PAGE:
Jekyll Gives Birth to Prufrock

Robert Louis Stevenson first published his short novel, The Strange Case of Dr. Jekyll and Mr. Hyde, in the year 1885. Technically, Stevenson is considered part of the Victorian Era, the period of time between Romanticism and Modernism when Queen Victoria ruled England, a time in which the idea of propriety, manners, and position were increasingly important. However, “Victorian writing saw the seeds of rebellion against such idealized notions and stereotypical codes of conduct” (Kirschen). The seeds of rebellion, which made fertile the ground for the following modernist movement, came in the form of Robert Louis Stevenson’s The Strange Case of Dr. Jekyll and Mr. Hyde. If there is any doubt of Stevenson’s modernist inclinations, one only needs to compare Jekyll with the foremost representation of the modernist movement – T.S. Eliot’s “The Love Song of J. Alfred Prufrock.” The similarity in description, setting, and character between the two leave no doubt Stevenson was a modernist before his time.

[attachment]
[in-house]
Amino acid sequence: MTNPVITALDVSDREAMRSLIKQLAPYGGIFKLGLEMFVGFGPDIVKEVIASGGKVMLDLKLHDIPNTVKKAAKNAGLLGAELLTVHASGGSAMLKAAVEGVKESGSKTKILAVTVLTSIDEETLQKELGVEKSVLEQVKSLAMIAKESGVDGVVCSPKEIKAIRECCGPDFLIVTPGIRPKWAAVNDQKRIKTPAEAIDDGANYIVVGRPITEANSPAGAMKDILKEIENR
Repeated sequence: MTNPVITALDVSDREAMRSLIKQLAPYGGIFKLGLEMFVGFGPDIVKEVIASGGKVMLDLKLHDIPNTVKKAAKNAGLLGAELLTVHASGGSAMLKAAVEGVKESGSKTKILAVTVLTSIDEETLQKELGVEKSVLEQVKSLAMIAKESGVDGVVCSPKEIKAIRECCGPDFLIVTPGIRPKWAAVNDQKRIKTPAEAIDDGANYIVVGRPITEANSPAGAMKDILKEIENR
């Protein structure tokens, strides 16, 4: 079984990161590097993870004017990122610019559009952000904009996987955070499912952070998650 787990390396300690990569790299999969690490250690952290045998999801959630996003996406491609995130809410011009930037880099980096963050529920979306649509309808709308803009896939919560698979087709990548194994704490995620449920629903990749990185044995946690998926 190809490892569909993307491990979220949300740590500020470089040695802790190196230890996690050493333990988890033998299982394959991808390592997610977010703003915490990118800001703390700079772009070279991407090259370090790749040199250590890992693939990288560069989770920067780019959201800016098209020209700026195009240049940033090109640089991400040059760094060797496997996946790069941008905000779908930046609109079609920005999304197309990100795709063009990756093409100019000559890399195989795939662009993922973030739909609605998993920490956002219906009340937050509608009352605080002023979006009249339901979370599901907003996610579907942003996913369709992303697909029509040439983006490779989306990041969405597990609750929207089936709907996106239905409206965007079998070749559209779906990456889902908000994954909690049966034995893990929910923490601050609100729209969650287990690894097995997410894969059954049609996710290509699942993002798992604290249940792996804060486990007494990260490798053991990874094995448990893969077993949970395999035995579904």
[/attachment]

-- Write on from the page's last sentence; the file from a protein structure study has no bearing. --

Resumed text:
One of the most striking similarities between Jekyll and “Prufrock” is in the description. Industry, which began in earnest in the eighteenth century with inventions such as the steam engine and the Spinning Ginny, continued with a fury, changing the landscape of England. Farming communities gave way to urban communities as people flocked to the city to become laborers. “Mid-Victorian prosperity carried grim phenomena in its wake: there were bleak, sooty landscapes; exploited workers; crass materialism was rampant; and philistinism seemed to be the new buzzword which captured the essence of all this ‘progress’” (Kreis). One visual aide used in both Jekyll and Prufrock, which encapsulates this picture of industry, is the imagery of fog. There are multiple definitions for the word fog. Physically it is condensed water vapor lying low to the ground, an obscuring cloud of atmospheric dust or smoke, or a haze which conceals. There is also a mental reference as well in “a state of mental vagueness or bewilderment” (Meriam). Both Stevenson and Eliot use fog not only to describe the environmental consequences of industry but the mental distress it was beginning to have on man as well.